A husband travels for work. He swaps car seats under the moon, leaves a love note on the coffee beans. Kisses sleeping eyelids. Makes his side of the bed. Tosses a duffel bag over his shoulder, reminds a groggy wife to refill the dehumidifier, water the plant.
Don’t forget the fish, OK? Set an alarm so the kids remember to feed them.
She does. They do.
There are times in which I’m envious. Other times, he’d give anything to stay. Mostly, it’s a crapshoot – and when it comes time for me to scan my own boarding pass weeks later, I find I’m a split blend of overjoyed and heavyhearted, all in the span of a single sec.
We’re no strangers to solo parenting, Ken and I. We’ve set our lives up for it, choosing to chase dreams and toddlers simultaneously, believing wholly in the power of partnership and mutuality. It works, mostly, although I often think our culture can romanticize the idea of 50/50 parenting. The truth: it is never 50/50. The prism bends when hours are sliced; our memories become arrogant. Few favor the facts.
And so: we are always co-parenting. From miles away, we relish the reminder that there’s another person on this planet with skin in our own small game. Someone else concerned (or not) over one child’s salami intake, someone else to lament the trappings of Cailou. Another set of ears to hear the training wheels are off, the Uno round conquered, the lisp overcome. In this vein, solo parenting is never solo.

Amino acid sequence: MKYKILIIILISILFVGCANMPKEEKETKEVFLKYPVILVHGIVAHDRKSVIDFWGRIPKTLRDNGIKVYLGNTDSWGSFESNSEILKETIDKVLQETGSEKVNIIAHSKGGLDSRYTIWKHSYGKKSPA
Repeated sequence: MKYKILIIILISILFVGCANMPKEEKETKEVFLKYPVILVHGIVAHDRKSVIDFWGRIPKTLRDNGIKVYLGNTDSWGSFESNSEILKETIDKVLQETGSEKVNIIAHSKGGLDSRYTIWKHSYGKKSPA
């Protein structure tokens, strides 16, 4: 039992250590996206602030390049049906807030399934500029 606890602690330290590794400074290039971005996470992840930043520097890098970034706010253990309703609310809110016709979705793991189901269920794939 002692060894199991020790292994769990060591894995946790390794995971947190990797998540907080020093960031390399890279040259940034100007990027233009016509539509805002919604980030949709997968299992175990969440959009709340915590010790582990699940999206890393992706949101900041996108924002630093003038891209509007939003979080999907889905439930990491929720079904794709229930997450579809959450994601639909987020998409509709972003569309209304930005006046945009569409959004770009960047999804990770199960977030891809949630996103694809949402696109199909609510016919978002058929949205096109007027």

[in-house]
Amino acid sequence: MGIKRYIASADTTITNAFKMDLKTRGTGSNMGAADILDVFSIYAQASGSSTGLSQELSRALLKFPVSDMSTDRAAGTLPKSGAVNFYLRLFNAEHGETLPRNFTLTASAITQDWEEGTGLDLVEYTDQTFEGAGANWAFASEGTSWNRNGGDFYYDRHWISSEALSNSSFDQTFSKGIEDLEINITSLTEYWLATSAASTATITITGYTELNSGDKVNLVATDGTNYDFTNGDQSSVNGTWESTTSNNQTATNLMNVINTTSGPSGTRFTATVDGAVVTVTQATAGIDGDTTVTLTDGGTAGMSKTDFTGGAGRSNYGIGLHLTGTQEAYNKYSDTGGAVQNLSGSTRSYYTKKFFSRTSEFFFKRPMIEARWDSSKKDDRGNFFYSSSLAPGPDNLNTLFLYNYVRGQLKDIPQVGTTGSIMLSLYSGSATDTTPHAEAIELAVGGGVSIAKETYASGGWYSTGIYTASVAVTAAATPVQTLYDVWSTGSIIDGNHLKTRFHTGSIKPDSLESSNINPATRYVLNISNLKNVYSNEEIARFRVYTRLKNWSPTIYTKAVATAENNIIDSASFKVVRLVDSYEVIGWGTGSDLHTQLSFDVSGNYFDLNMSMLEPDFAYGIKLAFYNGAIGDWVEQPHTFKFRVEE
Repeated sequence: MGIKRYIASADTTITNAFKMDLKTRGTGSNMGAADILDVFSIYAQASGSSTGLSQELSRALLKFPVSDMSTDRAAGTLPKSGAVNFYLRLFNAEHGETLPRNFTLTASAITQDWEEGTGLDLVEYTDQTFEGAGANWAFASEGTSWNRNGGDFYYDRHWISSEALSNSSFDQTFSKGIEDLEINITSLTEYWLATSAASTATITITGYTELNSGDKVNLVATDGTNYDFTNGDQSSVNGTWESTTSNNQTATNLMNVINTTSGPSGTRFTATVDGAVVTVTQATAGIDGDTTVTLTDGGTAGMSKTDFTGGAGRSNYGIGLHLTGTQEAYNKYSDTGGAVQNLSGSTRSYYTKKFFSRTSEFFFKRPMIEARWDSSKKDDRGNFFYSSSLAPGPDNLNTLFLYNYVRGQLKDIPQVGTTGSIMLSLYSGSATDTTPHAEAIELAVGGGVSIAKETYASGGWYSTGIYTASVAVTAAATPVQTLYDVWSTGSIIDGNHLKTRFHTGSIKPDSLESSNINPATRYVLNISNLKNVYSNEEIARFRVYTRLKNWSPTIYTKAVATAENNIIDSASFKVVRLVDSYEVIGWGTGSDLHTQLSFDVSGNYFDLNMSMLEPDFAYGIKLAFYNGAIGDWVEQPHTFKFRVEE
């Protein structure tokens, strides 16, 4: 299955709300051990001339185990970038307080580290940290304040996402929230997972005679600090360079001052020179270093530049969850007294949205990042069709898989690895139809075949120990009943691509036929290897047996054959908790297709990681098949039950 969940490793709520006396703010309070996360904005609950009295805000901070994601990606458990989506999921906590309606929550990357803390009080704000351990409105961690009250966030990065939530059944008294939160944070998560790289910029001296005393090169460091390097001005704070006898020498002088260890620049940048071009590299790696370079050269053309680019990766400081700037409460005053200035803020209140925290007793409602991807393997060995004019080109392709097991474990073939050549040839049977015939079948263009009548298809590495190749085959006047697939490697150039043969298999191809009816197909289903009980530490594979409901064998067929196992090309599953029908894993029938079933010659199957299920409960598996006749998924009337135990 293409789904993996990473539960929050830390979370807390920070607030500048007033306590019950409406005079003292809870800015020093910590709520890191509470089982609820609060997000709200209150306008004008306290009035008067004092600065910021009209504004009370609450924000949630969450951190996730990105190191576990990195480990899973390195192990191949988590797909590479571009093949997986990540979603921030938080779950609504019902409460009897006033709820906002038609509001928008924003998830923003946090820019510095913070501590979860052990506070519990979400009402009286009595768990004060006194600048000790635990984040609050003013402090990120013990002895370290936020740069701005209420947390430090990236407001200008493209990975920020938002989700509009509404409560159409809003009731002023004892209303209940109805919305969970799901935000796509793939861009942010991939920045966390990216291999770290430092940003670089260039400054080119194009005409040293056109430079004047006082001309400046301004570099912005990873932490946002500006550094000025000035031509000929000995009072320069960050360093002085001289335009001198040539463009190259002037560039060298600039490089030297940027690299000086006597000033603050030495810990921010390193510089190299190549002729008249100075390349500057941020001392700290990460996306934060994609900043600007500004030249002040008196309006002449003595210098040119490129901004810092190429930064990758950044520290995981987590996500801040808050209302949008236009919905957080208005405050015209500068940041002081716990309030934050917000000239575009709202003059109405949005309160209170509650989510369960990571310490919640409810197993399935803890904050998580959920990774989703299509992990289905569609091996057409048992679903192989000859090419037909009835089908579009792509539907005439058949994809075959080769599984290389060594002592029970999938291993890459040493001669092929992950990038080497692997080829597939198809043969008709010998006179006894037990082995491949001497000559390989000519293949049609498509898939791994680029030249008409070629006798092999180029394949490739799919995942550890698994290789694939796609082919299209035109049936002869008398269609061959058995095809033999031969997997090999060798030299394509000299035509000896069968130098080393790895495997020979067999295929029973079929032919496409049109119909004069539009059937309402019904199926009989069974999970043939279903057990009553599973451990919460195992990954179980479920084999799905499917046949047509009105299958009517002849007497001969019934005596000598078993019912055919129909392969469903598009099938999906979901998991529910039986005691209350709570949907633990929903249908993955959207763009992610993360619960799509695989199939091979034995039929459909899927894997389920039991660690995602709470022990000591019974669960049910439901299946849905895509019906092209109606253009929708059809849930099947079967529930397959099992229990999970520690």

In every other vein, it is.
Here, then, are my own solo parenting survival tips, whether for a few days or a few weeks, whether you’re the one leaving or staying, whether you’re at home or on the go:
1. Assess communication expectations up front.
Ken and I have a rule that works for us, and it is simple: there’s no need to check in. No Skype, no FaceTime. No phone calls. Just a few quick texts – the “safe and sound!”s, or an “i love you and miss you”. Mostly, space and silence.
We learned quickly that the trick to maximizing time away from the kids is to actually be away from the kids. Being gone when we’re gone; being home when we’re home. Being all there, wherever we are, and resisting the temptation to bow out of social hour because we need to FaceTime the littles.
After all, I’m in a New York diner and he’s wrangling a teething baby into a hot car seat, and wait a sec, my toast is here! – and would you just hold still?! – and hold on, you’re breaking up, and really, we know where this convo leads. The one who is away is away, the one who is home is home.
I have witnessed many a parent excuse themselves from a conference for a nightly check-in with their kids only to return guilt-stricken and blue. A curt response from an overwhelmed partner or a tearful “Come home!” from a tired child can ruin the evening before the dessert menu’s even arrived, turning the conversation inevitably to how difficult parenting in the modern age has become.
It has become difficult, yes, but we needn’t make it moreso. By assessing communication expectations up front, whether it’s a daily check-in or predetermined scheduled meeting (or not), a whole mess of distracted emotions can be avoided. Trust that your partner away can handle the keynote speech. Trust that your partner at home can handle the nosebleed. Cheer your teammate on from afar; await the recap ’til the fat lady sings.
2. Repeat: No gig is easy.
Call me invidious, but I have, in the past, fallen trap to the myth that the traveling parent has the easier gig. And sometimes, they do. After all, there are no surprise childcare cancellations to transform your day into a stack of Tetris blocks. There are no tantrums over a missing shoe. There are none of the usual transitory tasks to perform, the laundry, the dishes, the poo-scooping.